Mapping the acoustics of Ripon cathedral
* Presenting author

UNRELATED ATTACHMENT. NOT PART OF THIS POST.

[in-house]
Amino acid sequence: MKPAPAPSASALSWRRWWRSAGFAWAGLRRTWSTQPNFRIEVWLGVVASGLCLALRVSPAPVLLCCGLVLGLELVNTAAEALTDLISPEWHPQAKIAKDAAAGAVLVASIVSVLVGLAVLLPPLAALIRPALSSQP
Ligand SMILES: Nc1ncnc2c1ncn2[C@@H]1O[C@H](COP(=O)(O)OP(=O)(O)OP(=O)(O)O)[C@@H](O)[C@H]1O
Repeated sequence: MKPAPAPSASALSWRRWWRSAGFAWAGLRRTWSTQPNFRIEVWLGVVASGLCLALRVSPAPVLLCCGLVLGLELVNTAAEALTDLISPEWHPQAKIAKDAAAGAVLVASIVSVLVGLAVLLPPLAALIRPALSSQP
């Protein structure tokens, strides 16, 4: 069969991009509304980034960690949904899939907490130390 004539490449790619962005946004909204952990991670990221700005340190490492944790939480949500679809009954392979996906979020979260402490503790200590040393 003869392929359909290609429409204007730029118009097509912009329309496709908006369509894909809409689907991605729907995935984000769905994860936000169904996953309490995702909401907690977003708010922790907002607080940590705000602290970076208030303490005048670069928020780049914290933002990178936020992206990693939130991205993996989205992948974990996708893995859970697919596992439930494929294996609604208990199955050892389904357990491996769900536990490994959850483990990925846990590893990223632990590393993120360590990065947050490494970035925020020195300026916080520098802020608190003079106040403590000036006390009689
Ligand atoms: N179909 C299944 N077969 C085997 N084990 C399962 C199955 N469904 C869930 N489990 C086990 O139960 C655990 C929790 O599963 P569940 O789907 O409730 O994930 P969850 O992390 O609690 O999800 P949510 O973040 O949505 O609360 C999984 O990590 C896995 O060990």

Cathedrals are amongst the most significant buildings of European cultural heritage and are of great significance for the study of intangible heritage. This paper presents a detailed acoustic study of Ripon Cathedral, an English medieval cathedral whose history goes back to the 7th Century. Experimental and simulation techniques have been applied in order to develop a better understanding and preservation of the acoustic environment of Ripon cathedral. This research addresses the acoustical conflict inherent to this kind of spaces: its extreme reverberation builds a unique environment for vocal and instrumental music, specially organ music, but at the same time those same characteristics are a challenge for the intelligibility of the spoken word, which is crucial to the delivery of sermons. Acoustic maps have been created based on the diverse uses of the space, the history of the building, and its architectural features. Such maps have been used to analyse the acoustic characteristics throughout the cathedral’s interior space. This work is part of the EC-funded Marie-Sklodowska-Curie Fellowship ‘Cathedral Acoustics’.